But one student said he and four others received letters late Friday saying they would be required to complete 20 hours of community service.
“The community service is reasonable,” said student Aaron Ray. “But what we had to go through to get to this point was not reasonable.” The 19-year-old is from Columbia, Md.
Disciplinary hearings were held Friday for the students accused of violating several policies in the 2004 student handbook, including distributing unauthorized fliers and “cajoling or proselytizing students.” The fliers, which students said were handed out to raise awareness about social issues, criticized the Bush administration, the war on Iraq and genocide in Sudan.
The seven feared being expelled, but university officials said Thursday that none faced expulsion because they were only charged with minor procedural violations.
Officials also said no students were disciplined for their beliefs.
The students, however, contend that their kind of activism is not welcome on the campus.
“We’ve been trying to get recognized as an Amnesty International group on campus, but we’ve been refused for four years,” said Brandon King, one of the seven. “They tell us there are other organizations on campus that do what we do.”
Bennie McMorris, the university’s vice president for student affairs, refused to comment about the students’ efforts to get the organization which campaigns for internationally recognized human rights on campus.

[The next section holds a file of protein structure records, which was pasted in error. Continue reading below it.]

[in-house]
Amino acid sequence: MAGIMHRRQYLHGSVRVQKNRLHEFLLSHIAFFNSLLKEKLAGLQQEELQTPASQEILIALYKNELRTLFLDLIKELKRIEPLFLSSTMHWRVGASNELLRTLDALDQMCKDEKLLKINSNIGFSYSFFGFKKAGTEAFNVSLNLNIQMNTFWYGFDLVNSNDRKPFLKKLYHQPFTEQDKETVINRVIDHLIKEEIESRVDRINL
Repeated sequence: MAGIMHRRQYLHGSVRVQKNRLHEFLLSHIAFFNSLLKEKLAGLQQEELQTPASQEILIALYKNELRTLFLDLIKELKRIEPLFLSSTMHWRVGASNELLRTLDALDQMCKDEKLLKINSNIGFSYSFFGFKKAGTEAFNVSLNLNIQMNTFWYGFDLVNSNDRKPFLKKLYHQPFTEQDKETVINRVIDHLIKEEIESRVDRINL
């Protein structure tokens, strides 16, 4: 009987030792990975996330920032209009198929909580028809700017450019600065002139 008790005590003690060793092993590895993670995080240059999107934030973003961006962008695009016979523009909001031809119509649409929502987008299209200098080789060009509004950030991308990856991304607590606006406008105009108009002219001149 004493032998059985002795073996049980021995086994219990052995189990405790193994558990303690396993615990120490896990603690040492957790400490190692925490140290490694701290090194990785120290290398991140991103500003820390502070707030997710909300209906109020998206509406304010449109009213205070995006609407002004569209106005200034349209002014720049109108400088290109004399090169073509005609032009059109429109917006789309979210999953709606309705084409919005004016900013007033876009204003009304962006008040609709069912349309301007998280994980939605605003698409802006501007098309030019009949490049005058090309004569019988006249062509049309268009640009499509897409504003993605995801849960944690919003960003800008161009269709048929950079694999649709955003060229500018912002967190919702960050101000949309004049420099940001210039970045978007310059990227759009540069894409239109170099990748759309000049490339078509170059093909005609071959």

“Today’s hearings, which lasted five hours, were about policies and procedures,” McMorris said, “not about chartering an organization on campus.”
During the hearings, each student was read his or her charges, Ray say. The seven also got a chance to dispute the charges and present character witnesses, Ray said. They did not receive copies of the police report, but McMorris said they were told they could get them later.
HU’s actions against the students are considered by many in the academic community and by groups like the ACLU and the Foundation for Individual Rights in Education as an effort to stifle the students rights to free speech.
But McMorris denied the students’ freedom of speech was violated. “The university recognizes ‘the role of peaceful, nonviolent, unobtrusive demonstrations on campus to support student petitions to redress of grievance,’ “ officials said.
“Hampton University has always and continues to be a champion of free speech and free expression. Hampton University believes in the free flow and sharing of ideas among our faculty, staff and students.”
About 20 students participated in the Nov. 2 nationwide walkout organized by World Can’t Wait, a group that opposes the Bush administration, and King said Friday that he and the other students plan to continue their efforts to raise student awareness.
“Slowly but surely, after all of this stuff dies down, students may be blacklisted,” King said. “It will be tough, but we’re going to get an activist group recognized on campus.”
The Associated Press contributed to this report.
Schools: Hampton University